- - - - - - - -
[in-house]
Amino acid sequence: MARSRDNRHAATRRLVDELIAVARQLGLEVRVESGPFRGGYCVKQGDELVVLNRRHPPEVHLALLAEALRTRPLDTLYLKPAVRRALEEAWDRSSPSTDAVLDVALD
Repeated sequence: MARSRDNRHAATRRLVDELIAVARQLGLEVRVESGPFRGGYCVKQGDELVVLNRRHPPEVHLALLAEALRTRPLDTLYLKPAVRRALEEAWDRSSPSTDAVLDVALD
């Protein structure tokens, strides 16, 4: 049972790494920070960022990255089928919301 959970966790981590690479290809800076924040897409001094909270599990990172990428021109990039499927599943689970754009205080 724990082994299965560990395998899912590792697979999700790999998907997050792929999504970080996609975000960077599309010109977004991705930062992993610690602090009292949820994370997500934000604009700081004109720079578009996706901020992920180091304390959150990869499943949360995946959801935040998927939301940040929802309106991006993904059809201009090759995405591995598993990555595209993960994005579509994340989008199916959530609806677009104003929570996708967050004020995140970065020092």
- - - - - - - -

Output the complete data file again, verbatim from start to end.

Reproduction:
[in-house]
Amino acid sequence: MARSRDNRHAATRRLVDELIAVARQLGLEVRVESGPFRGGYCVKQGDELVVLNRRHPPEVHLALLAEALRTRPLDTLYLKPAVRRALEEAWDRSSPSTDAVLDVALD
Repeated sequence: MARSRDNRHAATRRLVDELIAVARQLGLEVRVESGPFRGGYCVKQGDELVVLNRRHPPEVHLALLAEALRTRPLDTLYLKPAVRRALEEAWDRSSPSTDAVLDVALD
């Protein structure tokens, strides 16, 4: 049972790494920070960022990255089928919301 959970966790981590690479290809800076924040897409001094909270599990990172990428021109990039499927599943689970754009205080 724990082994299965560990395998899912590792697979999700790999998907997050792929999504970080996609975000960077599309010109977004991705930062992993610690602090009292949820994370997500934000604009700081004109720079578009996706901020992920180091304390959150990869499943949360995946959801935040998927939301940040929802309106991006993904059809201009090759995405591995598993990555595209993960994005579509994340989008199916959530609806677009104003929570996708967050004020995140970065020092």